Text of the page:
But Trump’s small retreat won’t last. Even if he isn’t Putin’s poodle, as many suspect, his inflated but ultra-vulnerable ego won’t tolerate a claim that his electoral victory wasn’t achieved solely by virtue of his political genius and captivating personality. He views the ongoing discussion of Putin’s intervention, along with the annoying reminders of Clinton’s three million vote advantage in the popular vote, as a malicious campaign to delegitimize his presidency. This is another characteristic reaction of narcissists: they project onto their critics the same kind of motives and calculations they would have had if the situation were reversed. It’s like Netanyahu and his confidants, who are now angrily rebuffing calls to suspend himself from duty because of the ongoing police investigation against him, after he made the same call in 2008 when he was leader of the opposition and Ehud Olmert was the prime minister under a cloud.

Nonetheless, there is a big difference between Netanyahu and Trump: The former has already amassed 30 years of experience in politics and more than 10 as prime minister. Trump, on the other hand, hasn’t served a single day in office and has yet to prove any capability whatsoever of handling his complex responsibilities. Instead of devoting the time since his election to allaying fears and quelling concerns about his presidency, Trump has kept up the same impulsive and irresponsible behavior that characterized his presidential campaign. When he wasn’t actively undermining his intelligence chiefs, Trump was creating mischief and mayhem elsewhere, from needlessly antagonizing China to commenting on Arnold Schwarzenegger’s ratings as host of "The Apprentice" reality show. He still can’t distinguish between the crucial and the trivial, he still takes everything personally and he still reacts like a child in kindergarten.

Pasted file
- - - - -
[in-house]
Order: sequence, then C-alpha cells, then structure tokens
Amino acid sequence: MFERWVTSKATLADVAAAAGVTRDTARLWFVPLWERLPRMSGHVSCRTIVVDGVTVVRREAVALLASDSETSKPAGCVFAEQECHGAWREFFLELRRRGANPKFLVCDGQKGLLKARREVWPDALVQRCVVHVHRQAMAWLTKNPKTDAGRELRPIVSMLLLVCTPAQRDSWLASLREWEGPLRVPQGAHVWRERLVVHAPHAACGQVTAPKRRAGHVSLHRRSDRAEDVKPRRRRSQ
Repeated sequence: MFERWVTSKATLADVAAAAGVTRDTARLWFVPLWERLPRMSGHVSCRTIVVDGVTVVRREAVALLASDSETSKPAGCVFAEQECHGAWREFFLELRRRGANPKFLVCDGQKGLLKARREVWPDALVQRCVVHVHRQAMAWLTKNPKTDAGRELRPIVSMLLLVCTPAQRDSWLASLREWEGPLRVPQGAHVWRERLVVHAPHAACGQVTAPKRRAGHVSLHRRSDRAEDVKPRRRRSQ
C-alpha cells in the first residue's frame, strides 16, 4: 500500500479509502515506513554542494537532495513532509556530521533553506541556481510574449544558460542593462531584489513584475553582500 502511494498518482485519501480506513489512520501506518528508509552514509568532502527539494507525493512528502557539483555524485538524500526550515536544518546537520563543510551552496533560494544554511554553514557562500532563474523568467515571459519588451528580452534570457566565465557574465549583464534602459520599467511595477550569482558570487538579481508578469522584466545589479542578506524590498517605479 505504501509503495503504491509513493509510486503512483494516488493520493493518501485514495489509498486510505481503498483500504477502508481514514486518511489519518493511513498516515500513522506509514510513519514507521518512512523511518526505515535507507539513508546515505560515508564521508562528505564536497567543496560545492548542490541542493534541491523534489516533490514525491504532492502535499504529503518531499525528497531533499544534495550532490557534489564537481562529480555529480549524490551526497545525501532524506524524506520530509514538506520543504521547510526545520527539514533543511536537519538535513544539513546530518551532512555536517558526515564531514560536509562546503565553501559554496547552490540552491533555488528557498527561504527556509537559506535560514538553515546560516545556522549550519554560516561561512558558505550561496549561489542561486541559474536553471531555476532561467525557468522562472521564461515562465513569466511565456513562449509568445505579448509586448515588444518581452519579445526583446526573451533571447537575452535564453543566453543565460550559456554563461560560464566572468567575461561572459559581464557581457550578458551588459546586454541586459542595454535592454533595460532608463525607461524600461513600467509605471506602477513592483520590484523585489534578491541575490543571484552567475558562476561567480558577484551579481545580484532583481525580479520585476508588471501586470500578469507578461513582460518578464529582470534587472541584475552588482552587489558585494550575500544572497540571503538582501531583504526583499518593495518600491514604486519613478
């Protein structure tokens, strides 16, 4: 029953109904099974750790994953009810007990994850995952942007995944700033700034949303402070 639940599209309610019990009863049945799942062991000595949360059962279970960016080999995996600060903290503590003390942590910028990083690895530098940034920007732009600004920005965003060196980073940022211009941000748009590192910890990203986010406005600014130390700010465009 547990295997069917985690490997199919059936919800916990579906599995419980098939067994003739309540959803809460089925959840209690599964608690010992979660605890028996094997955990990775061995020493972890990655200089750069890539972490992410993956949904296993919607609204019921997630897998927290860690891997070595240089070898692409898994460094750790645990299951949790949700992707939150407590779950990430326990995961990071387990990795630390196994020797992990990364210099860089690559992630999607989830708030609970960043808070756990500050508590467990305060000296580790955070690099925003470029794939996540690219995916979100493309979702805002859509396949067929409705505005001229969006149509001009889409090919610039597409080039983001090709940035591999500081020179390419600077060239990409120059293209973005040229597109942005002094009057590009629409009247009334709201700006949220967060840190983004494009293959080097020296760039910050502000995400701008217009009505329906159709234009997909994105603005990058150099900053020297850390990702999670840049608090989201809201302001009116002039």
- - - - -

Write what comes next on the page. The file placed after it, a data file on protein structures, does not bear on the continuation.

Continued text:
This is perhaps the most disturbing element of the masterminding Putin as he is revealed in the intelligence report released on Friday and Trump’s feeble responses. On one side we have a cold, calculating and ruthless dictator who will stop at nothing to undermine democracy, destabilize the West and manipulate elections in the United States and Europe as if these were the bad old days of the Soviet Union. On the other side, in less than two weeks he will be faced by a vain, impetuous and inexperienced narcissist who acts first and thinks later, if at all, and whose exact dependency on Putin remains unknown. And these are supposedly the twin messiahs of Netanyahu and the Israeli right, the leaders who will lead us from the darkness of Barack Obama to the light at the end of the tunnel. 

Most other world leaders are looking at Trump right now and muttering to themselves, like Achish the King of Gat when he met an erratic David, “Have I need of mad men, that ye have brought this fellow to play the mad man in my presence?” Of course, David was only putting on an act meant to save himself, while the madness of President Donald, at this point, still seems completely authentic.